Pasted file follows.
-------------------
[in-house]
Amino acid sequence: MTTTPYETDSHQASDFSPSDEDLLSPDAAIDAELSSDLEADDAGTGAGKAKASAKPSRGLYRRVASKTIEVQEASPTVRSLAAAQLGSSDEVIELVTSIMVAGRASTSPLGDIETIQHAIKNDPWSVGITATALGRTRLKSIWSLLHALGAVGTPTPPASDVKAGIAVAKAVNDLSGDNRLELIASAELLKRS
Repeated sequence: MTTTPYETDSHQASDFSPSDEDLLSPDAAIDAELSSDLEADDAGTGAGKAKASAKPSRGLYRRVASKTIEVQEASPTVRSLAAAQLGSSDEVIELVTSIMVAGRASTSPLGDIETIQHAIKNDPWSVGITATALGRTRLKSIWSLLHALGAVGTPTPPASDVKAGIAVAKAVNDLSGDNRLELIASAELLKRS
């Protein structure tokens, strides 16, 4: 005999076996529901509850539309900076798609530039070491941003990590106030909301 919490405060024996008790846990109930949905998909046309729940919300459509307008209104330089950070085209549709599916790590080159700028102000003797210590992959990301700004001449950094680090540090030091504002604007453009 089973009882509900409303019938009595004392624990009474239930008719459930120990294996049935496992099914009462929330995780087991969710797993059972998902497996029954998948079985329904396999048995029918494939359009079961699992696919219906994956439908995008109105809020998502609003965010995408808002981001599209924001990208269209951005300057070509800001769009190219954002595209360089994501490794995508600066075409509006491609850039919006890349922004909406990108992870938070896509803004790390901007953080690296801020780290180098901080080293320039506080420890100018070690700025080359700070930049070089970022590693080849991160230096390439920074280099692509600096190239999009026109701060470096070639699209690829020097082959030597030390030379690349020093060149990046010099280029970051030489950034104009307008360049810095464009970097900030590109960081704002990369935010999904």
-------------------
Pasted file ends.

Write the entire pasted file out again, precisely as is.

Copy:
[in-house]
Amino acid sequence: MTTTPYETDSHQASDFSPSDEDLLSPDAAIDAELSSDLEADDAGTGAGKAKASAKPSRGLYRRVASKTIEVQEASPTVRSLAAAQLGSSDEVIELVTSIMVAGRASTSPLGDIETIQHAIKNDPWSVGITATALGRTRLKSIWSLLHALGAVGTPTPPASDVKAGIAVAKAVNDLSGDNRLELIASAELLKRS
Repeated sequence: MTTTPYETDSHQASDFSPSDEDLLSPDAAIDAELSSDLEADDAGTGAGKAKASAKPSRGLYRRVASKTIEVQEASPTVRSLAAAQLGSSDEVIELVTSIMVAGRASTSPLGDIETIQHAIKNDPWSVGITATALGRTRLKSIWSLLHALGAVGTPTPPASDVKAGIAVAKAVNDLSGDNRLELIASAELLKRS
């Protein structure tokens, strides 16, 4: 005999076996529901509850539309900076798609530039070491941003990590106030909301 919490405060024996008790846990109930949905998909046309729940919300459509307008209104330089950070085209549709599916790590080159700028102000003797210590992959990301700004001449950094680090540090030091504002604007453009 089973009882509900409303019938009595004392624990009474239930008719459930120990294996049935496992099914009462929330995780087991969710797993059972998902497996029954998948079985329904396999048995029918494939359009079961699992696919219906994956439908995008109105809020998502609003965010995408808002981001599209924001990208269209951005300057070509800001769009190219954002595209360089994501490794995508600066075409509006491609850039919006890349922004909406990108992870938070896509803004790390901007953080690296801020780290180098901080080293320039506080420890100018070690700025080359700070930049070089970022590693080849991160230096390439920074280099692509600096190239999009026109701060470096070639699209690829020097082959030597030390030379690349020093060149990046010099280029970051030489950034104009307008360049810095464009970097900030590109960081704002990369935010999904």